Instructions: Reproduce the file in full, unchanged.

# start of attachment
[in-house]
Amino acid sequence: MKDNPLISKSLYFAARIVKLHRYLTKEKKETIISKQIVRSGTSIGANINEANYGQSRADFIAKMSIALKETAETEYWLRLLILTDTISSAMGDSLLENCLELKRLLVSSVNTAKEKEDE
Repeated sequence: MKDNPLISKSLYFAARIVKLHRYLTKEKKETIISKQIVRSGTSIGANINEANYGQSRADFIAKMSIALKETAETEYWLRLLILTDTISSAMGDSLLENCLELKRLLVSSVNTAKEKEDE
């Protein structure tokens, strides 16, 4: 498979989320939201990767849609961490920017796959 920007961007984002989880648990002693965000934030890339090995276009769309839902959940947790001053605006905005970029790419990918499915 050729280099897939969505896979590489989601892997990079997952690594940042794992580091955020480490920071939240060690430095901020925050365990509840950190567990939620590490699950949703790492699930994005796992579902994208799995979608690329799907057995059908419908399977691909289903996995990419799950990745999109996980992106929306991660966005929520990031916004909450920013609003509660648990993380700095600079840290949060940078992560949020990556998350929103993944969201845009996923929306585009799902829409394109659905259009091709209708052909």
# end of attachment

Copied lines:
[in-house]
Amino acid sequence: MKDNPLISKSLYFAARIVKLHRYLTKEKKETIISKQIVRSGTSIGANINEANYGQSRADFIAKMSIALKETAETEYWLRLLILTDTISSAMGDSLLENCLELKRLLVSSVNTAKEKEDE
Repeated sequence: MKDNPLISKSLYFAARIVKLHRYLTKEKKETIISKQIVRSGTSIGANINEANYGQSRADFIAKMSIALKETAETEYWLRLLILTDTISSAMGDSLLENCLELKRLLVSSVNTAKEKEDE
């Protein structure tokens, strides 16, 4: 498979989320939201990767849609961490920017796959 920007961007984002989880648990002693965000934030890339090995276009769309839902959940947790001053605006905005970029790419990918499915 050729280099897939969505896979590489989601892997990079997952690594940042794992580091955020480490920071939240060690430095901020925050365990509840950190567990939620590490699950949703790492699930994005796992579902994208799995979608690329799907057995059908419908399977691909289903996995990419799950990745999109996980992106929306991660966005929520990031916004909450920013609003509660648990993380700095600079840290949060940078992560949020990556998350929103993944969201845009996923929306585009799902829409394109659905259009091709209708052909």